A new month begins today, and at the moment it looks as though it’s going to be the most interesting one since August 2012. Here once again is the satellite image of the enormous cyclone that was spinning over the Beaufort/Chukchi Seas just a few days ago:
Here too is the effect of the cyclone on the trajectory of the JAXA Arctic sea ice extent graph:
Here too is the current prognosis of the late Andrew Slater’s “Slater Probabilistic Ice Extent” 50 day forecast:
The cyclone has obviously resulted in a reduction in the rate of extent decline, but take a look at the high resolution AMSR2 “compaction” graph:
The gaps between the remaining sea ice floes have evidently increased, and hence the ice area is declining more rapidly than its extent.
Here’s an animation, based on the University of Hamburg’s AMSR2 concentration maps, which reveals the motion of the sea ice across the Beaufort and Chukchi Seas for the last two months:
Note in particular the side effects of the recent cyclone, visible at the end of the video.
Here too is a close up of the current state of the remaining ice in the Chukchi Sea, snapped by the Suomi NPP satellite through a gap in the clouds:
Plus the current open water north of Greenland. Perhaps once Polarstern has been flushed out into the open water of the Fram Strait at the end of the MOSAiC expedition she could take another look at this almost completely unexplored area of the Arctic Ocean?
The latest gridded thickness data has been released by the PIOMAS team, and here are Wipneus’s visualisations:
According to the Polar Science Center:
Average Arctic sea ice volume in July 2020 was 9,300 km3. This value is only 400 km3 above the record minimum value of 8,900 km3 set in 2019. This makes 2020 the fourth lowest on record for July with 2012, 2017,2019 falling just below 2020.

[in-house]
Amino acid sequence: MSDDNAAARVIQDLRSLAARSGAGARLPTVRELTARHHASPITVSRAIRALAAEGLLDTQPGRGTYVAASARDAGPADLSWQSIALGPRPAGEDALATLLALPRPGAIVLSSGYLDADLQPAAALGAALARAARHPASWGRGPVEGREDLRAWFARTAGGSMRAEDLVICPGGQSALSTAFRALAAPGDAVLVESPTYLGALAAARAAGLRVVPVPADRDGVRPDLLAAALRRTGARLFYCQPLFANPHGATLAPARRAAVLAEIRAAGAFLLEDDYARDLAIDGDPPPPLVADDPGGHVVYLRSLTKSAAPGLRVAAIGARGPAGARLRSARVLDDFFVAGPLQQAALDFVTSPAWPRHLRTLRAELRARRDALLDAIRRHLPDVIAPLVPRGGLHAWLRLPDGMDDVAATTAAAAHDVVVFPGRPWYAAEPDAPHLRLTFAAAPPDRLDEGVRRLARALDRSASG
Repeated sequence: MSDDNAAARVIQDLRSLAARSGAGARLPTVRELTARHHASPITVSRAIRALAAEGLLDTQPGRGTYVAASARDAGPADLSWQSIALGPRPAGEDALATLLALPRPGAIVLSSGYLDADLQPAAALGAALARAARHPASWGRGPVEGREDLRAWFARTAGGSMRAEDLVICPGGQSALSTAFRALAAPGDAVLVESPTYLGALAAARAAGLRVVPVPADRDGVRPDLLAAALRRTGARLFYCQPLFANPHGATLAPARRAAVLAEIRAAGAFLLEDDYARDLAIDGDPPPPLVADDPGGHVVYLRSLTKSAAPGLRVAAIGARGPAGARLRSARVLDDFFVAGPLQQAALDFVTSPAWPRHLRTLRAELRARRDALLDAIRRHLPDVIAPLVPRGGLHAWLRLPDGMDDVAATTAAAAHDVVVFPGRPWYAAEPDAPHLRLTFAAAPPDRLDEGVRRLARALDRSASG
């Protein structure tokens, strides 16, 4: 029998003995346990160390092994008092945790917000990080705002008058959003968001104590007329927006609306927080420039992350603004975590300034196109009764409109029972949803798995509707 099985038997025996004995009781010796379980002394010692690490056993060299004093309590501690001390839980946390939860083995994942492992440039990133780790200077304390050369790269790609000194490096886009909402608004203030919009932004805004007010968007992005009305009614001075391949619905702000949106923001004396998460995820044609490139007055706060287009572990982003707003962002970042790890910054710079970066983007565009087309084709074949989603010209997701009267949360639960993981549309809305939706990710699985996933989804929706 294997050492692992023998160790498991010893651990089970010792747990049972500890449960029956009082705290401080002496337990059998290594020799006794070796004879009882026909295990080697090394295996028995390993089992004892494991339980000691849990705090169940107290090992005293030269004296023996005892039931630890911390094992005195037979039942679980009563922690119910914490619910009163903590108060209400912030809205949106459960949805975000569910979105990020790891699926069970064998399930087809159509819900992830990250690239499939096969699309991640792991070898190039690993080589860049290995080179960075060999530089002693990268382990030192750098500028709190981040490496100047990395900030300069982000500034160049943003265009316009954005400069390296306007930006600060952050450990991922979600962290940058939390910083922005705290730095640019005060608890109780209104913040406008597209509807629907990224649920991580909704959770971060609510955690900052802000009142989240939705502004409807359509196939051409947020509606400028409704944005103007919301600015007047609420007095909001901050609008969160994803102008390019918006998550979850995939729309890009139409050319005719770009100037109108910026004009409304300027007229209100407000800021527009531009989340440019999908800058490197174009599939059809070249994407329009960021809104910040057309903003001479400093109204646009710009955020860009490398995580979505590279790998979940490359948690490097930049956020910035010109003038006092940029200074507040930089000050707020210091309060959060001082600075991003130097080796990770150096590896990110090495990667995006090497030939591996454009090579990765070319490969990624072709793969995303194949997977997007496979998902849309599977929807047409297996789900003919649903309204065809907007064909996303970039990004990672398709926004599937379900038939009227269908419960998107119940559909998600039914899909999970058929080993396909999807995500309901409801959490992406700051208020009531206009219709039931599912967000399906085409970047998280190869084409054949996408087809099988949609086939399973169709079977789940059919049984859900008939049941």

JAXA extent is still lowest for the date, but following the recent cyclone it looks as though it will not maintain that position for much longer:
Now we’re in the month of August it’s possible to do a direct comparison with AMSR2 data for 2012. Here’s sea ice area for the Central Arctic Basin:
All of a sudden JAXA extent is in 3rd place in the race to the minimum:
However let’s also take a close look at the state of the sea ice in the Beaufort and Wandel Seas shall we?
At this juncture I reckon that come mid September second place is now more likely than first. However as always, it still all depends on the weather.
Surprising as it may seem, high resolution AMSR2 Central Arctic Basin sea ice area has so far managed to keep up with the precipitous drop in 2012:
North of Greenland the clouds have cleared closer to the North Pole, to reveal this:
Fresh this morning from Terra, a rather cloudy view of the devastation near 80N, 150W:
In a not entirely unexpected development one of ex Prof. Judy’s denizens is quibbling about the current condition of sea ice in the Arctic. Hence here is a close up of some “gaping holes in the sea ice cover” at 88N between Greenland and the North Pole:
A nice clear view this morning of the marginal ice zone of the “Laptev Bite” and thereabouts from the Suomi satellite :
JAXA AMSR2 extent has fallen below 5 million km²:
Having been flushed out of the Central Arctic through the Fram Strait the polar research vessel Polarstern is back, seemingly intent on taking a close look at the North Pole:
The mid month PIOMAS gridded thickness numbers have been published:
According to the Polar Science Center model Arctic sea ice volume is currently third lowest after 2012 and 2019.
Arctic sea ice area based on NSIDC concentration data is now in a “statistical tie” with 2012 for the honour of “lowest for the date” in the satellite record:
High resolution AMSR2 area isn’t far behind:
A nice clear view of the disintegrating sea ice north of the East Siberian and Chukchi Seas yesterday:
Watch this space very closely for the next few weeks!